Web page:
Jaguar Eyes had an intriguing premise to it. A man discovers the Amazons and wants to prove to the world what he has found. Unfortunately, for most of the book, the man acts like a creep toward the heroine, destroying a great deal of my enjoyment.
Daniel Heywood sets out to make a name for himself and prove to his father that he can amount to something. His ship docks in South America, and the crew is attacked by natives. Daniel is injured and wakes up in a village where he discovers the only inhabitants are women. They are the Ama’zons of Eldra’to. One of the Ama’zons, Vanessa, tends him and an attraction develops between them. Daniel makes plans to escape the village and wants to take Vanessa back to England with him to prove his find of the legendary Amazons.
Daniel doesn’t start off being a creep, and creep may be a little too harsh a word for him. Completely insensitive may be a better description. While you’ll sympathize with his desire to prove himself and share his desire to find out more about the Ama’zons, you may start to dislike him when he sleeps with Vanessa, who is almost completely innocent about men, in order to persuade her to go back to England with him. You may start to dislike him even more when he refuses to let her come into contact with any other people on the ship and once they arrive in England for fear she’ll start to change and sully the purity of his discovery.
Vanessa is an interesting character. Claybourne does a better job with her and strongly conveys what she is feeling and thinking. Her pride, curiosity and dignity come shining through as does her sincerity and just plain niceness. You’ll really get a sense of Vanessa’s feelings as she reacts to hearing people’s reactions to her.
The attraction between Vanessa and Daniel is obvious, just as it is obvious that Daniel begins to feel more for Vanessa than just scientific curiosity. And to be fair, when Daniel sleeps with her, he does feel an attraction. However, the whole situation just smacks of Daniel’s manipulation of Vanessa. Even though the attraction is there, it takes forever for Daniel to admit his feelings are love.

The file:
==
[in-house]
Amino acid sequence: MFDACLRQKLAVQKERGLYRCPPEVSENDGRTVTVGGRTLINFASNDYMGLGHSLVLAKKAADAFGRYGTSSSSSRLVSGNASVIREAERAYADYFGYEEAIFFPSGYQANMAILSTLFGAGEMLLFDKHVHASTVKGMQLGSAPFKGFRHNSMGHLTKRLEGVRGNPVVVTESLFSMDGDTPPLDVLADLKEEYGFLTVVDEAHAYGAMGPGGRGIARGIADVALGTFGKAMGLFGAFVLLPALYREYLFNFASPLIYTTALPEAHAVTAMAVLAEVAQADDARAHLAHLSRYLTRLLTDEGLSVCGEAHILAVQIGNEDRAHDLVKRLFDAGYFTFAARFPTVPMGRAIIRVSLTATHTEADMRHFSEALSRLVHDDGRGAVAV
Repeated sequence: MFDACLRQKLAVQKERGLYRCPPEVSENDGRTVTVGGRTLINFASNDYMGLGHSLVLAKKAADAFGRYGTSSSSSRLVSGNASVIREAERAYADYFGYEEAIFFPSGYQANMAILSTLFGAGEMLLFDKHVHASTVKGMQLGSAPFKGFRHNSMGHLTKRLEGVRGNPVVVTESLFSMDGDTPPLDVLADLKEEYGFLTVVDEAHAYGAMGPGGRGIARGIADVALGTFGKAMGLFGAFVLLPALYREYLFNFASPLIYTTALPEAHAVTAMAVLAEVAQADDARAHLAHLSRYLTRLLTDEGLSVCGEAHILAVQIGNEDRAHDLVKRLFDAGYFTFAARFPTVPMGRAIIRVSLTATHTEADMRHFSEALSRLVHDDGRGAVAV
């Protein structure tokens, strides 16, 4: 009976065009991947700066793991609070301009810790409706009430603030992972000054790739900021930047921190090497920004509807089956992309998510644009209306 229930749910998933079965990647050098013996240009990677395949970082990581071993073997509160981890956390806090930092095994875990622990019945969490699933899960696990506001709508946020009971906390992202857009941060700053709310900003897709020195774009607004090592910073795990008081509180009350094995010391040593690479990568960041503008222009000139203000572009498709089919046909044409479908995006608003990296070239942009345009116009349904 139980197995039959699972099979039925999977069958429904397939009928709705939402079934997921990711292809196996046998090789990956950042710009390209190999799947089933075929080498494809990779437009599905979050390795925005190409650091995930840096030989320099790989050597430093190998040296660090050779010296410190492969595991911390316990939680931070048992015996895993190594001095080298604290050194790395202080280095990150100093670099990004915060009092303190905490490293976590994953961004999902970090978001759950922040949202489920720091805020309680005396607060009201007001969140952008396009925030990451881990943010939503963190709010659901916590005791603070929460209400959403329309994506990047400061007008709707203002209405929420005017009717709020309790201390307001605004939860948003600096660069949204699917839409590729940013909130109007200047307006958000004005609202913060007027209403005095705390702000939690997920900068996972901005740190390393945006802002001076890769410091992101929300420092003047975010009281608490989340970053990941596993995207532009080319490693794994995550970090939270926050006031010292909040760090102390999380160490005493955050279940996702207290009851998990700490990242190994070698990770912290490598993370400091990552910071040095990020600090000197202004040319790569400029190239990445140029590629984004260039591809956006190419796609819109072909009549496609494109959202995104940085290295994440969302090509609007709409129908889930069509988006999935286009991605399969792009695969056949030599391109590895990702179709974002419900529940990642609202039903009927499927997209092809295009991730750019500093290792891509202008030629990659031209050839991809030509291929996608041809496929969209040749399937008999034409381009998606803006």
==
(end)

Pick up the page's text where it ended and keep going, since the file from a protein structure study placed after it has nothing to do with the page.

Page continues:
I liked the way Claybourne compared Daniel and Vanessa. The two characters are similar to each other in the ways they try to prove themselves worthy of love – Daniel to his father and Vanessa to Daniel. I also liked the way Claybourne brought historical figure Charles Darwin into the story and gave him a cousin who taught Vanessa how to be a lady. Daniel’s parents are also brought into the mix, and while his father warmed up as the story progressed, his mother never did. There is a plotline involving Vanessa’s fulfillment of a prophecy that she’ll save her people, that seemed a bit anticlimactic.
My positive reaction toward Vanessa and my negative reaction toward Daniel canceled each other out, leaving me feeling quite average about this book. Fortunately, Claybourne’s writing is smooth and made it easy to read. If a jungle setting and fish out of water story appeal to you, you might like Jaguar Eyes.